The Real Reason Why We Buy Art.
Once, in a museum in Europe, I spotted a painting. I don’t remember who painted it, nor do I even remember the painting or the artist. What I remember is the feeling I had when I looked at it. It broke my heart. But it broke my heart wide open.
It was an impressionist painting – I think it was three women, sitting near the shore. In my vague memory, the women were wearing white. The sun was shining upon them. There may have been a sailboat. The tones in the painting were neutral. Grays, pale blue, whites, wheats. I remember looking at it and walking away, but something tugged at me, so I walked back, and stared.
This is the meaning of “staying” power! I didn’t want to move. I didn’t want to not feel this feeling again, and this particular feeling only came with this particular piece of art. I loved where it took me. It was a bit magical, a bit mysterious, a bit haunting, a bit of time travel, a bit on the edge…of what?
Great paintings are subjective, but they tend to capture that very precise “je ne sais quois” for the individual. What is that, that edge that it moves us to? I don’t know what it is, and I imagine no one really does. It’s a bit like being moved by a poem, or if you opened a novel to the most intense part, not knowing what came before or after. Or like the part of the song that gives you involuntary “frisson” or an auto-sensory muscle response/ASMR that comes in waves or makes your arm-hairs stand up straight. It’s a big reason why art is so important to have in schools, and while we seek scientific evidence for why arts are important for children, it’s hard to put a scientific value on this feeling.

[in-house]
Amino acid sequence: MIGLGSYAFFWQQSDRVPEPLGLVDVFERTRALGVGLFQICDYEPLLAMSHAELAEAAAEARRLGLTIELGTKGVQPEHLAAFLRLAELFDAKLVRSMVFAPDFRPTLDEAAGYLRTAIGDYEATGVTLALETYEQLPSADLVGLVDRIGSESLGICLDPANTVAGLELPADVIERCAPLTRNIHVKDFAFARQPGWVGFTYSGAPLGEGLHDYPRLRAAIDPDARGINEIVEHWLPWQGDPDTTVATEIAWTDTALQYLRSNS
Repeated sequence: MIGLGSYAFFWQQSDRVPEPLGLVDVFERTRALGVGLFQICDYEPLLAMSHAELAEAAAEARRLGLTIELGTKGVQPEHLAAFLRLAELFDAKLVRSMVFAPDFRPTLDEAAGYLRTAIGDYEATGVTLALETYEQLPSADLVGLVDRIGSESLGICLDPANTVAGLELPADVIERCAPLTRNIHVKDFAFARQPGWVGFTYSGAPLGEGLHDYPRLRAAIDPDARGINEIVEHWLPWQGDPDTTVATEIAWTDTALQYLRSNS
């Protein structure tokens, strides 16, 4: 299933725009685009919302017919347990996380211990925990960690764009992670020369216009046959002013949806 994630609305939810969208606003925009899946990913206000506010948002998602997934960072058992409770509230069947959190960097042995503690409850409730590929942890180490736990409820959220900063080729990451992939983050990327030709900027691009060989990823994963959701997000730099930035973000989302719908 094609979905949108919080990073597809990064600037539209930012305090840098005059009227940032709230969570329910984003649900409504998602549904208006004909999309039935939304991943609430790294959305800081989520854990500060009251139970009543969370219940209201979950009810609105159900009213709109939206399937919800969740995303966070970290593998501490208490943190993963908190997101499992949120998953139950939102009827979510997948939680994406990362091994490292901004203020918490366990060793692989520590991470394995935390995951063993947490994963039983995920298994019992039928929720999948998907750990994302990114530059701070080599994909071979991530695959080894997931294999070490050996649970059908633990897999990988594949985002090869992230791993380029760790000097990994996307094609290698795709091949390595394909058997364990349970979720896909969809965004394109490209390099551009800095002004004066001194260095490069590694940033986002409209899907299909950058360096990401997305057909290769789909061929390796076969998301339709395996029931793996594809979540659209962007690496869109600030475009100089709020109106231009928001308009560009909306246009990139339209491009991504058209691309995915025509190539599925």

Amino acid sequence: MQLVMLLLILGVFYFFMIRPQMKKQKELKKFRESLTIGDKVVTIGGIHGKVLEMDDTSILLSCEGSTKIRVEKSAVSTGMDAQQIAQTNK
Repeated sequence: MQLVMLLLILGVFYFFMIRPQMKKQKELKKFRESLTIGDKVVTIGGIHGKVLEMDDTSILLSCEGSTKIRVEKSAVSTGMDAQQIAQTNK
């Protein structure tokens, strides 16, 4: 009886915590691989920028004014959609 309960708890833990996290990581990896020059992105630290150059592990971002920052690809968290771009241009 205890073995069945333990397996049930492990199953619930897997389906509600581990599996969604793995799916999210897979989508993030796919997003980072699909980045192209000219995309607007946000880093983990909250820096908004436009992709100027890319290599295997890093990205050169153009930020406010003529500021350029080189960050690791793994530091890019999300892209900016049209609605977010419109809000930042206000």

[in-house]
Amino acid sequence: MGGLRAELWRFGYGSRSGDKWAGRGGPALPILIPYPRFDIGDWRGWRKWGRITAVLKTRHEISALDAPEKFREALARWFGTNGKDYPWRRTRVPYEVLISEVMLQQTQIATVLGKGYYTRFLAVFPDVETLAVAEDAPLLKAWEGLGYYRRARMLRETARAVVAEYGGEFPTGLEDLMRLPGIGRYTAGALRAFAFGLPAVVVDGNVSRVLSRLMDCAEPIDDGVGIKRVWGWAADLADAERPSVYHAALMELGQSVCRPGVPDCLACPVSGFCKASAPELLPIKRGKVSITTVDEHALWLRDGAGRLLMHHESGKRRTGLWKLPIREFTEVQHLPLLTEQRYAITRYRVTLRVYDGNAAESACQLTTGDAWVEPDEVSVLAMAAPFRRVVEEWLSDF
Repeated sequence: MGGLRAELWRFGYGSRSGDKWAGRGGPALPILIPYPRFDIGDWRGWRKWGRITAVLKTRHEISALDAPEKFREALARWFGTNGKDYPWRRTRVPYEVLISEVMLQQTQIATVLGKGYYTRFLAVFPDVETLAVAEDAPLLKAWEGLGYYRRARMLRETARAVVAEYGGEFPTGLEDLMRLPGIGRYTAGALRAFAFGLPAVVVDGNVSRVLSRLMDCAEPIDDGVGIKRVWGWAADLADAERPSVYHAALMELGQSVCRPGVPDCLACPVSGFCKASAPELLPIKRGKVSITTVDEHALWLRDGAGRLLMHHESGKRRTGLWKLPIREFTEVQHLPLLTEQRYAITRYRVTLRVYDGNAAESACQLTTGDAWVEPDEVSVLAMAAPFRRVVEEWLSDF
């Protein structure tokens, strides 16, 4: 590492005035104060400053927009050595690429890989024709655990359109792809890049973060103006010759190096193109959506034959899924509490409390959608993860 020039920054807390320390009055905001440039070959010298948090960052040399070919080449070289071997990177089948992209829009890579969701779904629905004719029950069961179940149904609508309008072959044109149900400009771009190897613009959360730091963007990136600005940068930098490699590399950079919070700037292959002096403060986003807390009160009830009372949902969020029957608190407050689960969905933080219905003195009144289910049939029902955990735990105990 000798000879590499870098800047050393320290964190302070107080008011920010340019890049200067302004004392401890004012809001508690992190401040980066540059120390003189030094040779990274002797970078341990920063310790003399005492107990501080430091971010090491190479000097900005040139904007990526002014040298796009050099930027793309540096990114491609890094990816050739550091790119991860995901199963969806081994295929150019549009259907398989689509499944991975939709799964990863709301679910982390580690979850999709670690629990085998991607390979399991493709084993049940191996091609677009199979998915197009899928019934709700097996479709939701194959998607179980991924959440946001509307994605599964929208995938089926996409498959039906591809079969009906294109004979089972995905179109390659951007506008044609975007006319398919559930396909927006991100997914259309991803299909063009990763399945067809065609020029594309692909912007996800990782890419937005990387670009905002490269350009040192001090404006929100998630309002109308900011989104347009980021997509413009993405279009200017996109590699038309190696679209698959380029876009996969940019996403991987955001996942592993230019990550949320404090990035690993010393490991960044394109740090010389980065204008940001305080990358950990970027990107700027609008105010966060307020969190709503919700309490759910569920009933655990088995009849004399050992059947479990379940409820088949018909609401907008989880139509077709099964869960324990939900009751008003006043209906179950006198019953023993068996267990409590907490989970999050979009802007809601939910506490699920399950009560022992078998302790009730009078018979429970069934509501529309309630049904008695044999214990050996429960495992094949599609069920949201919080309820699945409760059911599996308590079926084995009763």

In this incredibly fast-moving world that most of us cannot keep up with AND stay sane, we seek out these quiet moments that break our hearts open – maybe without even knowing that’s what we’re doing. Maybe that is the thing that drives us to seek art in all forms. We want so much to be moved and for it to last forever. But the beauty in being moved is that it doesn’t last forever. It’s fleeting. And for good reason. It is intense and profound to feel these unnameable, ungraspable feelings. Having them go on too long would be overwhelming to our system, AND (perhaps more importantly) having them go on forever would ensure the loss of their power and influence over us.
Still though, we gravitate toward mementos of these moments. This is why we download the song that was playing at that moment, we buy the art (even in the form of a print or postcard!) so we can keep looking at it, we wear the perfume that reminds us of that moment, we read the book again and again, revisiting our memories of the moment, anticipating and hoping that that feast is indeed moveable.